SOMERVILLE — To be on hand when an arresting new talent delivers a breakout performance, as one does in Actors’ Shakespeare Project’s “Two Gentlemen of Verona,’’ is always a noteworthy experience.
Granted, the performer in question proved to be a bit moody and unpredictable on opening night at the Davis Square Theatre. He even went so far as to leave the stage and sprawl under a seat, from whence he wouldn’t return until he was offered a treat. Later, in a clear bid to upstage costar John Kuntz, he began barking incessantly while the latter tried to get through a speech. Kuntz, a pro’s pro, astutely paused and advised him: “Get it all out.’’
Yeah, why not? A scene-stealing pooch is a definite plus when you’re staging a comedy as weak and problematic as “Two Gentlemen of Verona,’’ and this production boasts an irresistible one in a jowly English bulldog named Bruno. He plays Crab, canine companion to Kuntz’s Launce, a voluble servant who is probably the choicest (human) role in the play.
This is the second time in the past year that Actors’ Shakespeare Project has tackled one of the canon’s most flawed works (the other being “The Merry Wives of Windsor’’) and managed to mostly pull it off. Though there’s no way to transcend the infamous ending, director Robert Walsh whips together a high-spirited, reasonably entertaining evening from the thin gruel of “Two Gentlemen of Verona.’’ (The company has dropped the usual “The’’ from the title).
Walsh’s modern-dress production opens with a stately dance number (choreographed by Susan Dibble) in which members of the cast methodically change partners, signaling the allegiance-shifting to come. A later, more explosive dance sequence channels the energy of the contemporary club scene. The director adds a clever techno-touch: When one character gives a photo of herself to another, the exchange takes place by way of smartphones. A musical interlude (composed by Bill Barclay and Max Kennedy) dips into other eras, unfolding as a combination of street-corner doo-wop and beatnik-era coffeehouse folk song.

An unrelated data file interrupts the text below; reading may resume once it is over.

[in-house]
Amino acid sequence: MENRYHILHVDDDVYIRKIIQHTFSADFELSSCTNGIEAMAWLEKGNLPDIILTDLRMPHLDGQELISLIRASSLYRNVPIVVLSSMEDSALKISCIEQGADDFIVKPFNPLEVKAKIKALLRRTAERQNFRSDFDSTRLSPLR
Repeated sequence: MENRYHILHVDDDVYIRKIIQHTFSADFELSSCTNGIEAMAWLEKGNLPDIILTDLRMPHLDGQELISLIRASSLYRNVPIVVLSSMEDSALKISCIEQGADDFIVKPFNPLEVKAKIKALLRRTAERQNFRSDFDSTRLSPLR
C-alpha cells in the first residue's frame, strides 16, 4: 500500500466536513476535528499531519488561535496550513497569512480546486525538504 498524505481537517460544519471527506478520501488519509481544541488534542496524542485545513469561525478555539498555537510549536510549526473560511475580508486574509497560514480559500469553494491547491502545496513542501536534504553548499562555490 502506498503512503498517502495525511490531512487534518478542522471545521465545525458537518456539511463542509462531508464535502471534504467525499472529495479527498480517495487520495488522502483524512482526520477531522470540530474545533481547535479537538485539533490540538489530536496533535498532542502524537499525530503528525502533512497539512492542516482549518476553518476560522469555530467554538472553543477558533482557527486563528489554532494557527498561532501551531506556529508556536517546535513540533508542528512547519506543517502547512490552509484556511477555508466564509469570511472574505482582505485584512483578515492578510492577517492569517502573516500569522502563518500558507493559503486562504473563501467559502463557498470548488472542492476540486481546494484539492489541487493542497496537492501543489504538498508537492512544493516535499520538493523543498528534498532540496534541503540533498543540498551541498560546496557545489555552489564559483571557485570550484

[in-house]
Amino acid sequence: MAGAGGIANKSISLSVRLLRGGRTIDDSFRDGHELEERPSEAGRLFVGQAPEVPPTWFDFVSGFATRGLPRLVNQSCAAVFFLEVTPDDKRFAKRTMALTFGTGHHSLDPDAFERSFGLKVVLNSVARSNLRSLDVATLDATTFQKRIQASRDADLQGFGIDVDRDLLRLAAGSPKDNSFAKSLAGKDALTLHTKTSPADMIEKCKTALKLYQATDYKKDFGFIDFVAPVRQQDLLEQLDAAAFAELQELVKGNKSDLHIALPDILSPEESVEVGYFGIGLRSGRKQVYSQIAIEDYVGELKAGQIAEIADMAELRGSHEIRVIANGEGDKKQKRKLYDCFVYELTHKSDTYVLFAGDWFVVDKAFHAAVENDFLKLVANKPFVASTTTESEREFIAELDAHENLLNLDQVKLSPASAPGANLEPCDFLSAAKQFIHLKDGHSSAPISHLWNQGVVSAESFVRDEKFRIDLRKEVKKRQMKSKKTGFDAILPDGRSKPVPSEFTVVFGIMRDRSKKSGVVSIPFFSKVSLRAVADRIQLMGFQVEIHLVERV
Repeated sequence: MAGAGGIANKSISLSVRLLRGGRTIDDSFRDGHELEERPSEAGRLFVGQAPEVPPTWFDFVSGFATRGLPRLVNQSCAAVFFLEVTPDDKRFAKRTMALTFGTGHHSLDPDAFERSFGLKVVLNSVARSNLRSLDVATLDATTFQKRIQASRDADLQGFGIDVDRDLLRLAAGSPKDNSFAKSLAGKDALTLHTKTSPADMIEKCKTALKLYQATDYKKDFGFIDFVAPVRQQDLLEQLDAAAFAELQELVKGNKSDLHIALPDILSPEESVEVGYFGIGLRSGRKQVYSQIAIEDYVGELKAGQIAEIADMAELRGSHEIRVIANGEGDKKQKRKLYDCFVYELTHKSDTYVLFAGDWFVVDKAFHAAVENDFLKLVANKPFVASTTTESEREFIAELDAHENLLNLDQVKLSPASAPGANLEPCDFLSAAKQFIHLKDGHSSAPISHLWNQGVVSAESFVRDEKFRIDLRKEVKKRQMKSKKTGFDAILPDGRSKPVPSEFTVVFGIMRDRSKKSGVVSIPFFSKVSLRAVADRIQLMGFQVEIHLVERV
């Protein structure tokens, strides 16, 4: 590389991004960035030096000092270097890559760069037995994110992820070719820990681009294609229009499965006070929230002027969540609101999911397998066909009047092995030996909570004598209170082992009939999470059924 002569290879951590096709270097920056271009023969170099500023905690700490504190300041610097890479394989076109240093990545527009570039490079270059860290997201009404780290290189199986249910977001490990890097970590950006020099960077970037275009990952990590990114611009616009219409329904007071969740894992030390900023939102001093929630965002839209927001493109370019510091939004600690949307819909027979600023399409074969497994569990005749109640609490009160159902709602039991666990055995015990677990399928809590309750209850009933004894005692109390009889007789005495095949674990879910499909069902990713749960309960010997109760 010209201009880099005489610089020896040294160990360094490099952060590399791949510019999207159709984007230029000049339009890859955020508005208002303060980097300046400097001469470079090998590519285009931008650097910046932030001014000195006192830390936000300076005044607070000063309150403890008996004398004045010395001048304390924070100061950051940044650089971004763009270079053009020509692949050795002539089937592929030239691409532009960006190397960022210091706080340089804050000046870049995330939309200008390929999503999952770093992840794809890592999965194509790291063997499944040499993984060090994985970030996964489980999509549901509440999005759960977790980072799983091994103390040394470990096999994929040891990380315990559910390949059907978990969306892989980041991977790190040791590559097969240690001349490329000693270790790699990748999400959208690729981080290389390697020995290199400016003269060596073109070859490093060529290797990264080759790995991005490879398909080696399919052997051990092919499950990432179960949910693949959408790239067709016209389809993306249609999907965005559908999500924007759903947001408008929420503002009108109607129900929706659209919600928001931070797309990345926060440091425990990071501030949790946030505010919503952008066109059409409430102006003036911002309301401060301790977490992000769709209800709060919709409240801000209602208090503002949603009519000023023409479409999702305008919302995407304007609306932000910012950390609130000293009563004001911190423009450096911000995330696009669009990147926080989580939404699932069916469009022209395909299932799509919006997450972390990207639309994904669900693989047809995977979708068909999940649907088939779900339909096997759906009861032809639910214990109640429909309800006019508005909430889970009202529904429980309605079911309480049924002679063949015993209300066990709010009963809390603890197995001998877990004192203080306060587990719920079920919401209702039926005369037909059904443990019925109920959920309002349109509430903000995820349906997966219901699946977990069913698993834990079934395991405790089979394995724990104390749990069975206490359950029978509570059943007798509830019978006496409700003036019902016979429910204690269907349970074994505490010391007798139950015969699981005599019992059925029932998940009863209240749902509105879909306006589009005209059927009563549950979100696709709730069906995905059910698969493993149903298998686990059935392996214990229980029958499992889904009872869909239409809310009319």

You’re grateful for the distractions, because “Two Gentlemen of Verona’’ is an early comedy notable primarily for its signs of Shakespeare’s future greatness and its reliance on devices, such as a gender-swap disguise, he would later employ in better plays like “Twelfth Night’’ and “As You Like It.’’
The two gentlemen of the title are Proteus (Barclay, in an assured performance) and his best friend, Valentine (Jaime Carrillo), who is more or less attended by Speed, a servant played by the estimable Thomas Derrah, deft as ever here. (Costume designer Miranda Kau Giurleo has devised some eye-catching outfits, including striped tops and striped socks for Kuntz and Derrah. In his stocking cap, with his hair sticking out, Kuntz brings to mind the title character of “Where’s Waldo?’’).
Proteus professes to love a maid named Julia (Paige Clark, excellent), but he decides to throw her over once he arrives in Milan and gets a gander at Valentine’s own beloved, Silvia (Miranda Craigwell). “At first I did adore a twinkling star,’’ says Proteus. “But now I worship a celestial sun.’’
How to get Valentine out of the way? By conniving with Silvia’s mother, the duchess (Marya Lowry), who has a rich suitor in mind for her daughter (the amusing Michael Patrick Kane). Valentine ends up banished from Milan and, eventually, in the company of outlaws in a forest.
Then comes a notorious scene that has long baffled Shakespeare scholars, which begins when Proteus attempts to rape Silvia. In this production, Walsh dilutes the violence by having Proteus sink to his knees and reach out for Silvia, a hapless expression on his face, but it’s still a disturbing episode in a play that has hitherto been played as farce. What happens next is bizarre: Stopped by Valentine, Proteus apologizes, and Valentine not only accepts the apology right away, he then goes on to say that he’ll yield his claims on Silvia to Proteus.
Silvia is speechless, literally. Shakespeare does not give her a single other line amid the ensuing blather that leads to what the Bard evidently saw as a happy ending, though she is the character we most want to hear from.